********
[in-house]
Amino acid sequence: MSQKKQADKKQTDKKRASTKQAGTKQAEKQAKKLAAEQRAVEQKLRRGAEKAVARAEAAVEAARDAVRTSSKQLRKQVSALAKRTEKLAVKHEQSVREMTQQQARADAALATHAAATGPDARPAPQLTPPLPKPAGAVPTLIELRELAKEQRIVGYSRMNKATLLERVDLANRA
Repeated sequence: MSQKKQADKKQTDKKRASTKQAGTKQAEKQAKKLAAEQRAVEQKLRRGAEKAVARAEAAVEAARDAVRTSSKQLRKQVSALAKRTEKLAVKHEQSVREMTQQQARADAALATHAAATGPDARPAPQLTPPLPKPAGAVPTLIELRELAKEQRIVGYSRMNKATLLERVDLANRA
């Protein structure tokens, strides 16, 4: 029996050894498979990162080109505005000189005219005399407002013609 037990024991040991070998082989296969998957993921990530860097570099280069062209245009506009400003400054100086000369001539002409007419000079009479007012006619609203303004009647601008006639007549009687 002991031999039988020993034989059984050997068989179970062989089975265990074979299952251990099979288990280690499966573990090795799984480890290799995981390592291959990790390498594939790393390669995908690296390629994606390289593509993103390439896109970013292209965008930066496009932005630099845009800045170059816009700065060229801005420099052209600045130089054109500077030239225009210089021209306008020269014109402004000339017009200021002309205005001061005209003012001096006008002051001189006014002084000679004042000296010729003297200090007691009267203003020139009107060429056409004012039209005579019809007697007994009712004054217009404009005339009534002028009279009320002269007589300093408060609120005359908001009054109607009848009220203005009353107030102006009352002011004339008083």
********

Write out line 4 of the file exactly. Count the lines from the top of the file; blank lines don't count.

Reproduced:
């Protein structure tokens, strides 16, 4: 029996050894498979990162080109505005000189005219005399407002013609 037990024991040991070998082989296969998957993921990530860097570099280069062209245009506009400003400054100086000369001539002409007419000079009479007012006619609203303004009647601008006639007549009687 002991031999039988020993034989059984050997068989179970062989089975265990074979299952251990099979288990280690499966573990090795799984480890290799995981390592291959990790390498594939790393390669995908690296390629994606390289593509993103390439896109970013292209965008930066496009932005630099845009800045170059816009700065060229801005420099052209600045130089054109500077030239225009210089021209306008020269014109402004000339017009200021002309205005001061005209003012001096006008002051001189006014002084000679004042000296010729003297200090007691009267203003020139009107060429056409004012039209005579019809007697007994009712004054217009404009005339009534002028009279009320002269007589300093408060609120005359908001009054109607009848009220203005009353107030102006009352002011004339008083």